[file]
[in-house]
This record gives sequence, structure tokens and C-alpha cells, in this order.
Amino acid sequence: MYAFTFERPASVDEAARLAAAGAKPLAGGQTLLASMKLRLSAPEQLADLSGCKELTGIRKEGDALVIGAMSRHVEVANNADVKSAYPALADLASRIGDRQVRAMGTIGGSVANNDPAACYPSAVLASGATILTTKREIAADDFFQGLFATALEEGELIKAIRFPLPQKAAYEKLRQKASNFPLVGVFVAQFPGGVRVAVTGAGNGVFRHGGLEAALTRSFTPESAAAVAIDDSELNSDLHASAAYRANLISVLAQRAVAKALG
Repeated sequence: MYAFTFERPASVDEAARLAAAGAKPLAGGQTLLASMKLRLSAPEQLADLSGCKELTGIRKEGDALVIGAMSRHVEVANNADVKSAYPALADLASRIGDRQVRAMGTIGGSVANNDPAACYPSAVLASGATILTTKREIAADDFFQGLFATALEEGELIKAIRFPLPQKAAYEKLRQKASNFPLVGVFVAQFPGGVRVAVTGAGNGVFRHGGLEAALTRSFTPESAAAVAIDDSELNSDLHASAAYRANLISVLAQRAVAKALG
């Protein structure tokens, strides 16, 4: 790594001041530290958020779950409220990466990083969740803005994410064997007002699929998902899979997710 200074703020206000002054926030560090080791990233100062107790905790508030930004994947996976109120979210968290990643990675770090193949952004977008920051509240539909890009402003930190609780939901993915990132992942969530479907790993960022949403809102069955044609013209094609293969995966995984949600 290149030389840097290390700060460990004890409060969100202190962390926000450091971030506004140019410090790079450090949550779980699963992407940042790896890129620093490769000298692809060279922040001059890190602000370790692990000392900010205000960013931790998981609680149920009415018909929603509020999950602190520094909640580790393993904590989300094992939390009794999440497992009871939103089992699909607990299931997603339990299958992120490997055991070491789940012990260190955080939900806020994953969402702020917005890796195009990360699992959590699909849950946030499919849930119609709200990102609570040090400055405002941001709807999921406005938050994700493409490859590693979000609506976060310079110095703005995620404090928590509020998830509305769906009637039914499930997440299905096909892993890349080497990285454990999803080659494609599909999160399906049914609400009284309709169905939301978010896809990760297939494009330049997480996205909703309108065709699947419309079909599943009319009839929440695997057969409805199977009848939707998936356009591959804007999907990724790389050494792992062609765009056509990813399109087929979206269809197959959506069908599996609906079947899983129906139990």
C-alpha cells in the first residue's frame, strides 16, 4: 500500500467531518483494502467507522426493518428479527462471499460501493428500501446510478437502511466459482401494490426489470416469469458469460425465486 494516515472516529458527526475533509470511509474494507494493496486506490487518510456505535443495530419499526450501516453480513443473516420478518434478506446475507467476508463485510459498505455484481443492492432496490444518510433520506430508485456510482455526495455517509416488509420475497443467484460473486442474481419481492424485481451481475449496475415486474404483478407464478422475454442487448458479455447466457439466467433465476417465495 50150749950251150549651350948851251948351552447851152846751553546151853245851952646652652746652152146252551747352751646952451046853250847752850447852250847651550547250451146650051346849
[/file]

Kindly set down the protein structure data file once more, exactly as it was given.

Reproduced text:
[in-house]
This record gives sequence, structure tokens and C-alpha cells, in this order.
Amino acid sequence: MYAFTFERPASVDEAARLAAAGAKPLAGGQTLLASMKLRLSAPEQLADLSGCKELTGIRKEGDALVIGAMSRHVEVANNADVKSAYPALADLASRIGDRQVRAMGTIGGSVANNDPAACYPSAVLASGATILTTKREIAADDFFQGLFATALEEGELIKAIRFPLPQKAAYEKLRQKASNFPLVGVFVAQFPGGVRVAVTGAGNGVFRHGGLEAALTRSFTPESAAAVAIDDSELNSDLHASAAYRANLISVLAQRAVAKALG
Repeated sequence: MYAFTFERPASVDEAARLAAAGAKPLAGGQTLLASMKLRLSAPEQLADLSGCKELTGIRKEGDALVIGAMSRHVEVANNADVKSAYPALADLASRIGDRQVRAMGTIGGSVANNDPAACYPSAVLASGATILTTKREIAADDFFQGLFATALEEGELIKAIRFPLPQKAAYEKLRQKASNFPLVGVFVAQFPGGVRVAVTGAGNGVFRHGGLEAALTRSFTPESAAAVAIDDSELNSDLHASAAYRANLISVLAQRAVAKALG
């Protein structure tokens, strides 16, 4: 790594001041530290958020779950409220990466990083969740803005994410064997007002699929998902899979997710 200074703020206000002054926030560090080791990233100062107790905790508030930004994947996976109120979210968290990643990675770090193949952004977008920051509240539909890009402003930190609780939901993915990132992942969530479907790993960022949403809102069955044609013209094609293969995966995984949600 290149030389840097290390700060460990004890409060969100202190962390926000450091971030506004140019410090790079450090949550779980699963992407940042790896890129620093490769000298692809060279922040001059890190602000370790692990000392900010205000960013931790998981609680149920009415018909929603509020999950602190520094909640580790393993904590989300094992939390009794999440497992009871939103089992699909607990299931997603339990299958992120490997055991070491789940012990260190955080939900806020994953969402702020917005890796195009990360699992959590699909849950946030499919849930119609709200990102609570040090400055405002941001709807999921406005938050994700493409490859590693979000609506976060310079110095703005995620404090928590509020998830509305769906009637039914499930997440299905096909892993890349080497990285454990999803080659494609599909999160399906049914609400009284309709169905939301978010896809990760297939494009330049997480996205909703309108065709699947419309079909599943009319009839929440695997057969409805199977009848939707998936356009591959804007999907990724790389050494792992062609765009056509990813399109087929979206269809197959959506069908599996609906079947899983129906139990």
C-alpha cells in the first residue's frame, strides 16, 4: 500500500467531518483494502467507522426493518428479527462471499460501493428500501446510478437502511466459482401494490426489470416469469458469460425465486 494516515472516529458527526475533509470511509474494507494493496486506490487518510456505535443495530419499526450501516453480513443473516420478518434478506446475507467476508463485510459498505455484481443492492432496490444518510433520506430508485456510482455526495455517509416488509420475497443467484460473486442474481419481492424485481451481475449496475415486474404483478407464478422475454442487448458479455447466457439466467433465476417465495 50150749950251150549651350948851251948351552447851152846751553546151853245851952646652652746652152146252551747352751646952451046853250847752850447852250847651550547250451146650051346849